Why is she Mrs. C.J. Walker? It really was a matter of her trying to insist that people respect her, because during that time, white people would call any black woman 'Sally.' 'Aunt Sally.' So this was like... you can't call me that.
A'Lelia Walker did not subsidize specific writers, but she provided a place for all kinds of people to gather. She was one of the few blacks who had the money to allow her to entertain in the large scale.
There was a period of 10 years where the conventional wisdom was Black shows don't sell overseas, therefore nobody is interested.
You know the AME Church has a history of empowering black people and having an international outlook. So it was the women of the church who began to give Sarah Breedlove an image of herself as something other than an illiterate washerwoman, and she wanted to make her life better, and her daughter's life better.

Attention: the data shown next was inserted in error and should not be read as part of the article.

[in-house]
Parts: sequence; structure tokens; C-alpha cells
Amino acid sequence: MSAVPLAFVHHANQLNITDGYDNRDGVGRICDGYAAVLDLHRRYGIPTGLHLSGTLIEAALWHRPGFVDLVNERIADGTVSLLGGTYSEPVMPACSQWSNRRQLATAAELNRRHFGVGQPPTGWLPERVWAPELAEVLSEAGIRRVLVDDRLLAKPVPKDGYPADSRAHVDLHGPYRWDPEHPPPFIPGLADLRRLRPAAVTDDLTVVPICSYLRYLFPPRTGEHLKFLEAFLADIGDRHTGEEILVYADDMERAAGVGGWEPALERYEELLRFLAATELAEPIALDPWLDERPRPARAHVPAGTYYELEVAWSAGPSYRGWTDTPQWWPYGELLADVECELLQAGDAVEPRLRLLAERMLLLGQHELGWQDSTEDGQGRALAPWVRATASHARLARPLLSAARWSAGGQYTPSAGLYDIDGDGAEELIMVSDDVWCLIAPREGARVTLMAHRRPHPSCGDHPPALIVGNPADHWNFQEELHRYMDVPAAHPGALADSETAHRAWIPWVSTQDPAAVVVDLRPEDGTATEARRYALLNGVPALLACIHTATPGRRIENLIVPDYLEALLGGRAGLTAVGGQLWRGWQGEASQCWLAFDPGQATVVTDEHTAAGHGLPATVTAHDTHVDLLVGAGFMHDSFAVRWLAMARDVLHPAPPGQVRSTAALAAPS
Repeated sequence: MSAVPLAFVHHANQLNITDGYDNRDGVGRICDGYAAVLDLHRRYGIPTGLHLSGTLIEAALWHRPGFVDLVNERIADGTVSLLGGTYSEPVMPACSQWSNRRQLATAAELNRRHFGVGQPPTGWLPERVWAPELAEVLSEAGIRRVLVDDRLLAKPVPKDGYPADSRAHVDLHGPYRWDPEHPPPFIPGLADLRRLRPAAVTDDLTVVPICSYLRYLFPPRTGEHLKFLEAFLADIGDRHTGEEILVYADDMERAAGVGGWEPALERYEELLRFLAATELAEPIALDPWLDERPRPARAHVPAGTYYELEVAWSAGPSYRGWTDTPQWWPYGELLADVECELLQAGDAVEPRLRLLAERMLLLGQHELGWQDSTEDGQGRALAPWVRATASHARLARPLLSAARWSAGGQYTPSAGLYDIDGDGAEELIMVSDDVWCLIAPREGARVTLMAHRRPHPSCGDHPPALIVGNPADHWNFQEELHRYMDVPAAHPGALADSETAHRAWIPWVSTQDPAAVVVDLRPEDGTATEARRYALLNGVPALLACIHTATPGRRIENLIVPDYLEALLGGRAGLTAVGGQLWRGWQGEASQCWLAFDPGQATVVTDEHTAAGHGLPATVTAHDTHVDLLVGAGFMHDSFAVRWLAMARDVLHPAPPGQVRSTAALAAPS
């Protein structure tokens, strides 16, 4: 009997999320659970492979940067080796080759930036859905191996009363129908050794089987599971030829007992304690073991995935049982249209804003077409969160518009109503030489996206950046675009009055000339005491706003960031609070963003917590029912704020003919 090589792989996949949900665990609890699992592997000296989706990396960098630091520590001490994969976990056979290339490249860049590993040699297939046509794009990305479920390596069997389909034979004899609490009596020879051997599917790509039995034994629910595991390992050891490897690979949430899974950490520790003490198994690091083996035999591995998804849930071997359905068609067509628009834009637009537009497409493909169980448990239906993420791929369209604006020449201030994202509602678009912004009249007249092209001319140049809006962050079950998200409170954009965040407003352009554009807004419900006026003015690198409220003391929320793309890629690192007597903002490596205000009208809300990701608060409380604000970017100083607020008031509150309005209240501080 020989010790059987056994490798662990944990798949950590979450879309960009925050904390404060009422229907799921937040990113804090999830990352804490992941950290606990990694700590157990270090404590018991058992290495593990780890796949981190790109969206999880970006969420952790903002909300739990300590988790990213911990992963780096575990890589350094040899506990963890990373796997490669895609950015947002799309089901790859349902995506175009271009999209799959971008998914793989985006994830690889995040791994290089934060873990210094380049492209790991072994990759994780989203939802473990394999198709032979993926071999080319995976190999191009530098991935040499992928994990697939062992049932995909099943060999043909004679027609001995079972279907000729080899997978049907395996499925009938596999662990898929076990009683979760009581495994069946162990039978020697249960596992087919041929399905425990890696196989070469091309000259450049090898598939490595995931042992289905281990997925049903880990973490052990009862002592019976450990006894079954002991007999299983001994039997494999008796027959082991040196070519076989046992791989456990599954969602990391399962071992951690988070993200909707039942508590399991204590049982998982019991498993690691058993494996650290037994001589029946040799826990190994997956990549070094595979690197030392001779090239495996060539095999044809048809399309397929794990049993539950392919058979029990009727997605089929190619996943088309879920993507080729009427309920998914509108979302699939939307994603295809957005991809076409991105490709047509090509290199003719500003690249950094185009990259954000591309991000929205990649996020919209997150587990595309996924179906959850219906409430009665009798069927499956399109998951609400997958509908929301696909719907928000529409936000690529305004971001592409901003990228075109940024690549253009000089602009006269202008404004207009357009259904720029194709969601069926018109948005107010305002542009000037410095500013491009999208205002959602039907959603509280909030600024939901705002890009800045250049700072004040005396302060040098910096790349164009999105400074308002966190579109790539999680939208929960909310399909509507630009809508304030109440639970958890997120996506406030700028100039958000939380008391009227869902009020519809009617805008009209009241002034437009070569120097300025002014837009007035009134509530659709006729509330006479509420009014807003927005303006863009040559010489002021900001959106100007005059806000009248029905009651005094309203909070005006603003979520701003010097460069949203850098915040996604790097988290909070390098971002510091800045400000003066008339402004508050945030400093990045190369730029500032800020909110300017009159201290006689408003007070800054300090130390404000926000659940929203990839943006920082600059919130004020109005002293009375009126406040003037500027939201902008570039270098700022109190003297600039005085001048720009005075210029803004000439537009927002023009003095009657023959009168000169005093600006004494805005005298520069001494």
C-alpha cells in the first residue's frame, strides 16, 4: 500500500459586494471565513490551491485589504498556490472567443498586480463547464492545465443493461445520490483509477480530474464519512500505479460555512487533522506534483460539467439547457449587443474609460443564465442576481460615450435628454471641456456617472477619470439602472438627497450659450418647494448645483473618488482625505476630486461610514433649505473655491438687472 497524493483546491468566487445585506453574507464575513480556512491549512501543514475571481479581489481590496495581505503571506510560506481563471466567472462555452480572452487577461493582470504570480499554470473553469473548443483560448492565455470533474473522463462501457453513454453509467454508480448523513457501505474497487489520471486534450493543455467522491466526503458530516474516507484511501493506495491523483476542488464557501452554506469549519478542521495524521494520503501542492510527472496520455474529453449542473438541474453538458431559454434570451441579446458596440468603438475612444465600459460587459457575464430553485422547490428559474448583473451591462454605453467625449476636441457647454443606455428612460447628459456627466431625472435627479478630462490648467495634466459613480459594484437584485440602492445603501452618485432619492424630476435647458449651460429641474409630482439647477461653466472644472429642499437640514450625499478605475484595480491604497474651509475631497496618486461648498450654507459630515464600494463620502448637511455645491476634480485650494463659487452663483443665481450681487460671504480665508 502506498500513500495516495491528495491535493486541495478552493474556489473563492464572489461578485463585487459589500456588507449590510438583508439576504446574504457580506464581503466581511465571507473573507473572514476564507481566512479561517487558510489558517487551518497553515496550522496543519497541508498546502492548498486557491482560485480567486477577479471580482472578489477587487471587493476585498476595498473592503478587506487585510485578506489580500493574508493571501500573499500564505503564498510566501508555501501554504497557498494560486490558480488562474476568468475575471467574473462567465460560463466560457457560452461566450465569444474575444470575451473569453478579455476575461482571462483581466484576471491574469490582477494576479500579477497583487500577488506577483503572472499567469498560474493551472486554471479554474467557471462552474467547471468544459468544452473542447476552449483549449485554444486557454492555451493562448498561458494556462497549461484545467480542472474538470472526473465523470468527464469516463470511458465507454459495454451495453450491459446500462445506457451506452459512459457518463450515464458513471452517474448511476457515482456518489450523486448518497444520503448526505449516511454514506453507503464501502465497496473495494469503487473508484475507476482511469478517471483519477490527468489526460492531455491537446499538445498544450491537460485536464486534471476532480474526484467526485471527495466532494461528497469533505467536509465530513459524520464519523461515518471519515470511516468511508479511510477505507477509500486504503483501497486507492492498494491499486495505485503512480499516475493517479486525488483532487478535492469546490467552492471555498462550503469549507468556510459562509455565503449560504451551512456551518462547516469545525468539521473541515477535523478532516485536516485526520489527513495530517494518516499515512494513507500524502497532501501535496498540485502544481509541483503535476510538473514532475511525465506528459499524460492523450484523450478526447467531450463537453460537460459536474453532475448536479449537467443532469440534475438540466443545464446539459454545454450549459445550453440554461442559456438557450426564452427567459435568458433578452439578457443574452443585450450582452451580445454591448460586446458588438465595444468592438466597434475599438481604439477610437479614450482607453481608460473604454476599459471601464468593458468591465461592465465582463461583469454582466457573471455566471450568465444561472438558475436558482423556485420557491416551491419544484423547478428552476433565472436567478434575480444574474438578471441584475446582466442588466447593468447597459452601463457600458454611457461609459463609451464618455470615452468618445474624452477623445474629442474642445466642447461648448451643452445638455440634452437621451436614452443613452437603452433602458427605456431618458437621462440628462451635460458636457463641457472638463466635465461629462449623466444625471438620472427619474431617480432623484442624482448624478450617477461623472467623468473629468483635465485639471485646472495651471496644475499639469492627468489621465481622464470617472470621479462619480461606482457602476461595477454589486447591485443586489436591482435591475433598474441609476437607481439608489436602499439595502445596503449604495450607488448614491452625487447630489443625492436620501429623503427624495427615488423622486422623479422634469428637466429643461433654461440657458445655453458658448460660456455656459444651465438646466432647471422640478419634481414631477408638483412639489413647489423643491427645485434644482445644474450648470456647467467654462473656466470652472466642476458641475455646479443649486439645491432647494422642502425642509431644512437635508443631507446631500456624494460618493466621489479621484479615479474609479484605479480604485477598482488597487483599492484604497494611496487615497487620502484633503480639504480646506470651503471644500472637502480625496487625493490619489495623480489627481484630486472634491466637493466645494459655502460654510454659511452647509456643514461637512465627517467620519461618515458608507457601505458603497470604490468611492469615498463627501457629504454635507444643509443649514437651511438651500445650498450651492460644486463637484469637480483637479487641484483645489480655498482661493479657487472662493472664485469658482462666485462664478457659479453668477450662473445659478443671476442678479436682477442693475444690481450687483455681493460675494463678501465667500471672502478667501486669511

Madame Walker was one of the four iconic women who really created what's now the modern hair-care and cosmetics industry, and we know about her in the black community because everybody gets their hair done.
One of the key things for me about Madame Walker's life is that she really does represent this first generation out of slavery when black people were reinventing themselves, and as a woman who was the first child in her family born free, she was trying to figure out a way, and she moved from Delta, Louisiana.
To her credit, Madam Walker discerned that black women wanted to conform to white Victorian models of beauty. She was aware of the double- sidedness of her products - helping black women appear more European in look, with straight hair - but she always maintained that she was simply selling products that promoted hair growth.
Madame Walker selected Indianapolis as the headquarters for her growing business more than a century ago in 1910 because of its central location and thriving black business community.
Through the years, Madam Walker has certainly become a staple of anything that has to do with black history, women's history and entrepreneurship.
I know of at least two black women who are billionaires: Sheila Johnson, who co-founded BET, and Oprah Winfrey. And I know of hundreds of black women whose net worth is over $1 million.